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Volume X, Number 3: September, 2008.
Copyright © 2008. All rights reserved by the respective authors.

Editors’ Choices • Commentary • Index of Poets • 
Haiku Pages:  1,  2,  3,  4,  5,  6,  7,  8,  9,  10,  11,  12
Celebrating Robert Major - Pages:  1,  2,  3 • 


Heron’s Nest Award


    the falling snow
    turning the snowman
    back into snow
                                       Mark Arvid White


One of the joys of haiku is the opportunity to share a “now moment of awareness” of a poet whose poem springs from a present-minded encounter with circumstances different from our own. Good readers are willing to engage a poem in an imaginative encounter. Thus, when poetic craft shapes the unfolding of an experience, both the event that sparked the poem and the event’s relationship to the universe become accessible even to readers of different backgrounds. My personal experience with snow and snowmen has been infrequent to say the least, but from my first encounter with this fine haiku by Mark Arvid White to my many happy reunions with it since, I find myself watching, along with him, in quiet awe.

Consistent with the disorientation one might experience in a heavy snowstorm, there is no guidance from punctuation in the poem, though I feel a natural pause at the end of line one. (Perhaps there once was an ellipsis but it’s been covered by the snow?) The lulling sound of the double l’s in line one and the soft vowel sound that ends lines one and three convey a feeling of deep silence and tranquility that encourages contemplation and meditation.

Though the poem is only nine words long, “snow” appears three times, once in each line. Repetition of this degree is unusual in English language haiku but here it effectively expresses the relentless nature of the snowfall and the ubiquitous nature of the snow at that moment.

Like autumn’s scarecrow the snowman is a fascinating creature. In Haiku World: An International Poetry Almanac1 William J. Higginson writes that the Japanese term for snowman is literally translated “snow-Daruma” or “snow-Bodhidharma” after the First Patriarch of Zen, or sometimes “snow-Buddha.” Higginson attributes this to the round shape both the snowman and certain representations of the monk and Buddha have in common.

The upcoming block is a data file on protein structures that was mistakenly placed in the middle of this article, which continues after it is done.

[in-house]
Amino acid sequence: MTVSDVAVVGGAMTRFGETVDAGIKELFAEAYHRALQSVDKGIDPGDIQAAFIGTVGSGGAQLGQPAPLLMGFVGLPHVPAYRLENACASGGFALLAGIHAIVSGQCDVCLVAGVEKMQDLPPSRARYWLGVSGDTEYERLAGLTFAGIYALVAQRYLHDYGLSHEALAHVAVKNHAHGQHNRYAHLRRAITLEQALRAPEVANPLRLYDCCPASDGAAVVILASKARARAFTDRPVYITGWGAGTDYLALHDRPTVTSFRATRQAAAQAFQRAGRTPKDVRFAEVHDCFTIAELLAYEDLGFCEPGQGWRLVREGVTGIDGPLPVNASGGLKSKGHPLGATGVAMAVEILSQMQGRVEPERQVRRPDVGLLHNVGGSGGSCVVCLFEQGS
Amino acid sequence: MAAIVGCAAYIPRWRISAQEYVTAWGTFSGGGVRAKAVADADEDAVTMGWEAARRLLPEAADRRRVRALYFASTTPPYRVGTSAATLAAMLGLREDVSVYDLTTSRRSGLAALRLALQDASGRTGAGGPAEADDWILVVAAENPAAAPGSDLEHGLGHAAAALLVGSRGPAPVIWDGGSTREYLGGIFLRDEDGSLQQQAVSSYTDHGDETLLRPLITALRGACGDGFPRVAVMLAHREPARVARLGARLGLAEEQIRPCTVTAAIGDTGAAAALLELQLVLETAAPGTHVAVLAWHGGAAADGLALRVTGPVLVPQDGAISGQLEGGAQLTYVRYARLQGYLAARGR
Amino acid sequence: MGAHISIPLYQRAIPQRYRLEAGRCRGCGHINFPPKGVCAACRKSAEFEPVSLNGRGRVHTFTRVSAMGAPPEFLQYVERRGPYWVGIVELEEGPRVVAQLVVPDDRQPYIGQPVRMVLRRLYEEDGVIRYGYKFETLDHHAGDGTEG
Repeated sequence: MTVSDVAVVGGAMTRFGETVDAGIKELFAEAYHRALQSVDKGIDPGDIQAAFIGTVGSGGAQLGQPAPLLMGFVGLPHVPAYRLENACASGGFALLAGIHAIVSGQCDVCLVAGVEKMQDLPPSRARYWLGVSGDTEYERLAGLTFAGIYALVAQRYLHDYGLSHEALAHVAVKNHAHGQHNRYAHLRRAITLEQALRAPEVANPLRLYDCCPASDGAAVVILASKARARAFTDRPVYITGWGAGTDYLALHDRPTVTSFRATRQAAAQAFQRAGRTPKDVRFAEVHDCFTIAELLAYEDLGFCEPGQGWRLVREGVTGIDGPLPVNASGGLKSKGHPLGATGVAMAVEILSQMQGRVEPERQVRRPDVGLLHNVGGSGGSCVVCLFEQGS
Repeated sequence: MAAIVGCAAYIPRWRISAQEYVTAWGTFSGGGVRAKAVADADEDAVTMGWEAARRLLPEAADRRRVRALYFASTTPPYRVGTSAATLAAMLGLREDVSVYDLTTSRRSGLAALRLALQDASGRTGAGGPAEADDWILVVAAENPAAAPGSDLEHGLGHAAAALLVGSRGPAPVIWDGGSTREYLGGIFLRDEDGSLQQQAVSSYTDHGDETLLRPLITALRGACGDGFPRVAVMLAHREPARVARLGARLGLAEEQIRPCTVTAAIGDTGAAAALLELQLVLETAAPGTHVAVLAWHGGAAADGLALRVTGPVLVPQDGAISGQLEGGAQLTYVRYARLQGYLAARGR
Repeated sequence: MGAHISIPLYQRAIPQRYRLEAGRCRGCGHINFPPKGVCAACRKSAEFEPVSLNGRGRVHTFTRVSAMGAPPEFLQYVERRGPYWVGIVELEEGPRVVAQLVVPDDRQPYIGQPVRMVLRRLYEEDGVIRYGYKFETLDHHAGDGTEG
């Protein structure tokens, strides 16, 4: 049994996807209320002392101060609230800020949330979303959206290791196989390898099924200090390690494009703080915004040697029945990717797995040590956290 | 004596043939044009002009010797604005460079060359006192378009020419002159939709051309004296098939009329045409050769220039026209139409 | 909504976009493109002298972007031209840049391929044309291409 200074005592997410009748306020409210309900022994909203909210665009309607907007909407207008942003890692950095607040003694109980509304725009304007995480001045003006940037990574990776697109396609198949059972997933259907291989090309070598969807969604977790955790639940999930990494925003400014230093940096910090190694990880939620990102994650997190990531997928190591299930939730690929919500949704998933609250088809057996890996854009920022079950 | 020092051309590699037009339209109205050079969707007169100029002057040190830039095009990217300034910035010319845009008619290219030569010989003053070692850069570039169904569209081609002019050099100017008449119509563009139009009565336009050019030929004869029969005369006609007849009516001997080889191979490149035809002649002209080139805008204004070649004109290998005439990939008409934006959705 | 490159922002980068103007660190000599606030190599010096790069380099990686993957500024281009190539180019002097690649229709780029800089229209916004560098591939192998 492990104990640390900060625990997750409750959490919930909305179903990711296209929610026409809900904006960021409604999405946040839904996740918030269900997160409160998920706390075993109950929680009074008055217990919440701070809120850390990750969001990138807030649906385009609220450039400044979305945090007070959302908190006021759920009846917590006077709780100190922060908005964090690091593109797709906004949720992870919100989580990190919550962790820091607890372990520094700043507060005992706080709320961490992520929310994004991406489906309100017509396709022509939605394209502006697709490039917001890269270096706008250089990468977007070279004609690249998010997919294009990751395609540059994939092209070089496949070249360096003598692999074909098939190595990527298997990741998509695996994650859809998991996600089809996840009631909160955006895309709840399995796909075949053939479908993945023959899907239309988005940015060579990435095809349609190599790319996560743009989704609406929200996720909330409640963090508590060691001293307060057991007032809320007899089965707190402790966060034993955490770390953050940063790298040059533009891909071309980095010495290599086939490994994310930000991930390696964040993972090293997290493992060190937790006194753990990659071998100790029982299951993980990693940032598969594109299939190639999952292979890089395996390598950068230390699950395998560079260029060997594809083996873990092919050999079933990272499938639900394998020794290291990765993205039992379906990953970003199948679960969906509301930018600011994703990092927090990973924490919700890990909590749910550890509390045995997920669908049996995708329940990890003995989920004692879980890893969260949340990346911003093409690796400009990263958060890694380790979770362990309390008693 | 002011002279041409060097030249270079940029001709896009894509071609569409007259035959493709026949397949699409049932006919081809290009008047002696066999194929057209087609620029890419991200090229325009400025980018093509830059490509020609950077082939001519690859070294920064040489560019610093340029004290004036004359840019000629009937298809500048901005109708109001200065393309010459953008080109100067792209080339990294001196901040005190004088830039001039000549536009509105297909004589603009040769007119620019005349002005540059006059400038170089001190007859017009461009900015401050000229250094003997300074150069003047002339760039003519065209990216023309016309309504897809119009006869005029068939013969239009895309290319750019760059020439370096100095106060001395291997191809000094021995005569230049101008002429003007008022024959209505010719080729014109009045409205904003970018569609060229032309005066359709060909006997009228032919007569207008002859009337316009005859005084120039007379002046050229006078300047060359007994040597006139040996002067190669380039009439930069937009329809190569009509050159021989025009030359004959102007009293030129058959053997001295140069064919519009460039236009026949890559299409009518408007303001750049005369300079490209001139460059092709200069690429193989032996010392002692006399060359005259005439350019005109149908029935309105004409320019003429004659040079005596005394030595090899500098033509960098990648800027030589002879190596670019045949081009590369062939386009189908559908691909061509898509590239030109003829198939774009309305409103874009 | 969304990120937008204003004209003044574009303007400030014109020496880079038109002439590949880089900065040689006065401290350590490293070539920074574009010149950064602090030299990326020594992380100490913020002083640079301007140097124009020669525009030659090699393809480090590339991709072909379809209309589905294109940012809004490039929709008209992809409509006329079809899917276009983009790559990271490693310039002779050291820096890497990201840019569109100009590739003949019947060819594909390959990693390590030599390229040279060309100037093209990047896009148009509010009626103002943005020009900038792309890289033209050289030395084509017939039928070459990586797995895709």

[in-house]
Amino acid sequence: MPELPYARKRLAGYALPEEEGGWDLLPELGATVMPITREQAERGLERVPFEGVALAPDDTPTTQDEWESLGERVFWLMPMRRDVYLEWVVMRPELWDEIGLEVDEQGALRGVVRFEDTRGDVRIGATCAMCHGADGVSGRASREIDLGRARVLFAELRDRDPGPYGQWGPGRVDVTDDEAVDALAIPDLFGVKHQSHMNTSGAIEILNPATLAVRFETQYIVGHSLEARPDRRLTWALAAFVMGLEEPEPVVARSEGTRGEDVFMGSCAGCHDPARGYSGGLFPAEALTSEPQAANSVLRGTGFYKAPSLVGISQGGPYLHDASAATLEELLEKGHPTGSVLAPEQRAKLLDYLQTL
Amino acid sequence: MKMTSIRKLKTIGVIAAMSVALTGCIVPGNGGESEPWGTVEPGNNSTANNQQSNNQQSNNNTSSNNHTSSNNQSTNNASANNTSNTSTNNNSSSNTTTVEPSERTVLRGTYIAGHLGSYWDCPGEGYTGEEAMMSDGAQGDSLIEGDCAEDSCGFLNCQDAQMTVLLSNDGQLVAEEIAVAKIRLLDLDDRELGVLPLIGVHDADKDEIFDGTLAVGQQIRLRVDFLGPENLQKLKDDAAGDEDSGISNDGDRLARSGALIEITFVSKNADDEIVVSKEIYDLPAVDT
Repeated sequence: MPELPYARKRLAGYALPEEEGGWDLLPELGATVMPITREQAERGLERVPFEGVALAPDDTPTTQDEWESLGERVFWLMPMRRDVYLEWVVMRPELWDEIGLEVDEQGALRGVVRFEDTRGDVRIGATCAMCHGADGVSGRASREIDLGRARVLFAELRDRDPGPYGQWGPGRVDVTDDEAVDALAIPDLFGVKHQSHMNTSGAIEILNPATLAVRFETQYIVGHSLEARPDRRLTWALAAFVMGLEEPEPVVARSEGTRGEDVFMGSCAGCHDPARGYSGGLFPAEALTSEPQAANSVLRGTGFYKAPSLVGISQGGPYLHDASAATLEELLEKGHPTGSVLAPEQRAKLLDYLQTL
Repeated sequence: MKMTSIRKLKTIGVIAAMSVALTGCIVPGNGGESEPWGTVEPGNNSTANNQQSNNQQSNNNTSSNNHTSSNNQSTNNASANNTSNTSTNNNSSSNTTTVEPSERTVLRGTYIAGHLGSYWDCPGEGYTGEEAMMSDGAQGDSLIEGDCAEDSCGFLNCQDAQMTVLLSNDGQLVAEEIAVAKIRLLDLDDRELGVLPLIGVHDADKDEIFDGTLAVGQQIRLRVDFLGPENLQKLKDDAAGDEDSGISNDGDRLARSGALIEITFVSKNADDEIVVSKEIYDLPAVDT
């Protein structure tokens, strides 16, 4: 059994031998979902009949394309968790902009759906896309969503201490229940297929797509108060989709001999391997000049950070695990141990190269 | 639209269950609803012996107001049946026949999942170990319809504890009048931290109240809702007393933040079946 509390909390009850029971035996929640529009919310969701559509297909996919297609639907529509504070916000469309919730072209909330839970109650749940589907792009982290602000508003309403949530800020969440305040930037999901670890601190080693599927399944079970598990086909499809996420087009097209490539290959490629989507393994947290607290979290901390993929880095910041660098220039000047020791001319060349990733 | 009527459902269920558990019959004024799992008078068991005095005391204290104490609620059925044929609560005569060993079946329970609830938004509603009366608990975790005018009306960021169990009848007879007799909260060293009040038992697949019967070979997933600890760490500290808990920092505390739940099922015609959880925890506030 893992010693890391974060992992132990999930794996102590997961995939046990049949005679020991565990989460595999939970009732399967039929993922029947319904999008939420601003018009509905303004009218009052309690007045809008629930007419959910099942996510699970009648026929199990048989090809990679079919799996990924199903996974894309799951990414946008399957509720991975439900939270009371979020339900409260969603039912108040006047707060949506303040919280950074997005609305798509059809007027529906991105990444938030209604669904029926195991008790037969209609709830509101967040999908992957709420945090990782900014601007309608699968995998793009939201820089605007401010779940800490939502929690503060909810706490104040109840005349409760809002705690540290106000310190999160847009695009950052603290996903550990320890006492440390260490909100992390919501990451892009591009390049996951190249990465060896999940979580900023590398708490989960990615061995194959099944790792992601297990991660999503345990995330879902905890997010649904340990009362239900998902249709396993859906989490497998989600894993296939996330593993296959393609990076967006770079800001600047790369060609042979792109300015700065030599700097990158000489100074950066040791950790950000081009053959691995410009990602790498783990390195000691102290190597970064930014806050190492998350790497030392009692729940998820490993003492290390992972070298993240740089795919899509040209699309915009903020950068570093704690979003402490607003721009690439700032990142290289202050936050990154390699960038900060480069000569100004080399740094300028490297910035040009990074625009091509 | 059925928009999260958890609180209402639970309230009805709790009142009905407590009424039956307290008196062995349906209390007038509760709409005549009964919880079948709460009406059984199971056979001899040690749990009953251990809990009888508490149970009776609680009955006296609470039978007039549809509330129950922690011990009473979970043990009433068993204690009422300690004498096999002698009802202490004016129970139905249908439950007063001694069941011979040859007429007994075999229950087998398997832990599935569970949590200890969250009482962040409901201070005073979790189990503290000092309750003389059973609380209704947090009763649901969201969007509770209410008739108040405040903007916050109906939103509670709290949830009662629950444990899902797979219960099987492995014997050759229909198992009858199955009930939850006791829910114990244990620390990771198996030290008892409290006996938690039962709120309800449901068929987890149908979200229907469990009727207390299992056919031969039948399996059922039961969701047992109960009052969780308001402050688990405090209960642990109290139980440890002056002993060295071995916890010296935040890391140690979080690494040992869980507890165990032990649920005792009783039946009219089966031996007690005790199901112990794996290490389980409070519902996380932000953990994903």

White’s poem gives us deeper similarities as well. At birth a proud creation who is fussed over, adorned, and posed with, the snowman is soon abandoned. He endures both his moment of celebrity and his all too brief existence with acceptance and equanimity very few humans could muster. The fate of this snowman is quite different from that of the famous “Frosty” and all the snowmen I ever knew. Not melted by rain or sun, but sitting silently he resumes his original nature flake by flake.

As do all fine haiku, the poem’s simple, objectively depicted images, through the poet’s skillful expression, resonate with the deepest experiences of our existence. On behalf of the other editors and all our readers I thank Mark Arvid White for this wonderful poem.



Robert Gilliland
September 2008


1 Higginson, William J., Haiku World: An International Poetry Almanac, Kodansha International, Tokyo, 1996, p. 261.



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